Messenger Bag

“Wait…so you guys don’t meet the way my husband and I met? You know, like ‘Hi, my name is…’”

So, my boss (who is basically my second mother) said this to me yesterday as we discussed my love life (or lack thereof). And, by “you guys” she meant my generation. My wonderful, smart, well-read, completely not socially retarded, generation. Unfortunately my response to her went something like this:

“No, not really. We need a third party or something to help foster the connection.”

Take a moment and think back to your past flings, hookups, and relationships. How did they start? Do you remember some cute guy just coming up to you and introducing himself? (If so, you are in the minority and defying what this post is about so go away. Also, if this applies to you, ask yourself how inebriated you were at said encounter? Ok, cool, then it doesn’t count.) Or do you remember yourself telling one of your friends that so and so was cute and then that friend telling so and so?

While there are the exceptions when two strangers just happen to strike a conversation out of thin air and become lovers, these exceptions are rare. When I think back to my roller coaster of a love life, many of those interactions with my favorite species—men—have been facilitated by a mutual friend. Yeah…even I’m a punk sometimes.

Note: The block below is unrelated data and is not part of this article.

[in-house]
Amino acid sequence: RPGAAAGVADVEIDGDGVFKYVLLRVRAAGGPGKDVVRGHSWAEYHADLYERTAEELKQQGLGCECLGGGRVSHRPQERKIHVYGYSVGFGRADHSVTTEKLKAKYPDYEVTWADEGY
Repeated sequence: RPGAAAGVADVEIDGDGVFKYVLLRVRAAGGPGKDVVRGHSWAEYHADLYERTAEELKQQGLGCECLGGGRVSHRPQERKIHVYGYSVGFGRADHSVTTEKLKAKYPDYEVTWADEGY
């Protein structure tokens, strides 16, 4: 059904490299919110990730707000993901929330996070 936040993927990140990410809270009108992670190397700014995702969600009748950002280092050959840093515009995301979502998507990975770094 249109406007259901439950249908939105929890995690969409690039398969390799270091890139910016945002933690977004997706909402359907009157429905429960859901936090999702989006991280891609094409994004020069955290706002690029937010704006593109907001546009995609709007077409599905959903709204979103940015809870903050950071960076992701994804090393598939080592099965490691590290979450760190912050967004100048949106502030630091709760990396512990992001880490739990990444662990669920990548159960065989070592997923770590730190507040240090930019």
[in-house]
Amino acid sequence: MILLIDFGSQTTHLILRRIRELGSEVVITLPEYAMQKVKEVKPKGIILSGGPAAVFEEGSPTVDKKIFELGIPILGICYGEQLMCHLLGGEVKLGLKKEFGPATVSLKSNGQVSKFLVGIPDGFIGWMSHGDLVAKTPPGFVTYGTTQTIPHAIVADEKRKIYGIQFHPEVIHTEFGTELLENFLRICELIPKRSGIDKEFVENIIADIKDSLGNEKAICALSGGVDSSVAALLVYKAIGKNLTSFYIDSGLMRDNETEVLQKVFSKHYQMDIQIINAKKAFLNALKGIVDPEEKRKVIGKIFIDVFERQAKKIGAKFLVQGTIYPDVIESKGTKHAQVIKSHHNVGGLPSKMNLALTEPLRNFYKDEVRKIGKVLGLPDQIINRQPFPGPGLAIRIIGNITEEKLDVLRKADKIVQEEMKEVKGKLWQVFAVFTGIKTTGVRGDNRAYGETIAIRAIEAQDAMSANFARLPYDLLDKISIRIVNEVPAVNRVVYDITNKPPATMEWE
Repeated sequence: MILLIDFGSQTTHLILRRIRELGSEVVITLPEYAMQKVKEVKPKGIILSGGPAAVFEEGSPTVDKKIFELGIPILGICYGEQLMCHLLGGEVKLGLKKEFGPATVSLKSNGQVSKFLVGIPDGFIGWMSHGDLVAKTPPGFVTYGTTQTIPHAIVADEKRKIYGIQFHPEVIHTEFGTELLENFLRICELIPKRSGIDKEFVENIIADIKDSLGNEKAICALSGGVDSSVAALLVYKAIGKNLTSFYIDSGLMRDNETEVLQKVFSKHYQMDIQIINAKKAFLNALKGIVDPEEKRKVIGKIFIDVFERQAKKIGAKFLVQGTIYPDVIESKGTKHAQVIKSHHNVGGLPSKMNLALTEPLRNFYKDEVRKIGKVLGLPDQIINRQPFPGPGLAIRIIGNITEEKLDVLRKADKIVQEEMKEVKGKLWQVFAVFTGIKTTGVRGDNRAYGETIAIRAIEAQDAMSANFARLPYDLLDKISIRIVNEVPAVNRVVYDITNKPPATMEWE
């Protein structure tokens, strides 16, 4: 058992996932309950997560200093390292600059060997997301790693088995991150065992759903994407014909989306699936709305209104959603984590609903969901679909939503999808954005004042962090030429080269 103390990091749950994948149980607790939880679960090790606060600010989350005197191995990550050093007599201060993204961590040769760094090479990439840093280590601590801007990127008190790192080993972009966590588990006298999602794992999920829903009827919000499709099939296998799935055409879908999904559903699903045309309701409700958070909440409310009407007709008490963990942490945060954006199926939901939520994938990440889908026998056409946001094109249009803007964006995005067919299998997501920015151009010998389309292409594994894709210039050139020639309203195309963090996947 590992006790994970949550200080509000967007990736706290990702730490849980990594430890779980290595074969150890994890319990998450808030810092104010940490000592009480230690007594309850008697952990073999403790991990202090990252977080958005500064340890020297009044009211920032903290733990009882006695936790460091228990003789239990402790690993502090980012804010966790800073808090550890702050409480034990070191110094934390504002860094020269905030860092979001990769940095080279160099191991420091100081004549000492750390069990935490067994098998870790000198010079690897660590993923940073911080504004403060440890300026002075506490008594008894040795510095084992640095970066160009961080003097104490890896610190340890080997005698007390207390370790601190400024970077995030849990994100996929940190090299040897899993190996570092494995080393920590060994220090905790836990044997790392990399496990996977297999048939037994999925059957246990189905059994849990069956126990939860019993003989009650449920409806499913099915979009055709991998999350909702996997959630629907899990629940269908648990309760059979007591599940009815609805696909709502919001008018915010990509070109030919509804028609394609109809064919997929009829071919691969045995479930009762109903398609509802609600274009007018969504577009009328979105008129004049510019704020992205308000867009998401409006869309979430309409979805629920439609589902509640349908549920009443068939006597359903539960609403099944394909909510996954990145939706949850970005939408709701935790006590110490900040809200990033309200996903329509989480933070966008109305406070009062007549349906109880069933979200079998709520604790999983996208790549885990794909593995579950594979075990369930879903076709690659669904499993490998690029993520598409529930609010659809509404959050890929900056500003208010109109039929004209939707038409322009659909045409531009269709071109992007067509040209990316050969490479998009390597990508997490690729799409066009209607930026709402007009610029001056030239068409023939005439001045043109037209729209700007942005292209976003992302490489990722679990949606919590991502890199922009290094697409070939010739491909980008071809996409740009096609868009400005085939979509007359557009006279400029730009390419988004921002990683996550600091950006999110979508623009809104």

Why? Because it is damn difficult to just strike up a conversation with someone when you have absolutely no common bond with them. It’s—my generation’s favorite word—awkward. And, it’s also far more likely to result in rejection than an in from a mutual friend.

Let’s use my California shenanigans for example. I visited my good friend in Cali, hoping to make a poor decision or two. And I made that poor decision…with a friend of hers who she could verify was not a complete sociopath. She says something to him and soon enough, I’m…well…you can fill in the blank.

That’s the thing also: at least if a friend knows the person, you can verify that you aren’t ending up with the next Craigslist killer.

Perhaps using a mutual friend is shallow or cowardly but let’s face it: it has its benefits. No shame in using a friend’s game.

Love freely,

ty

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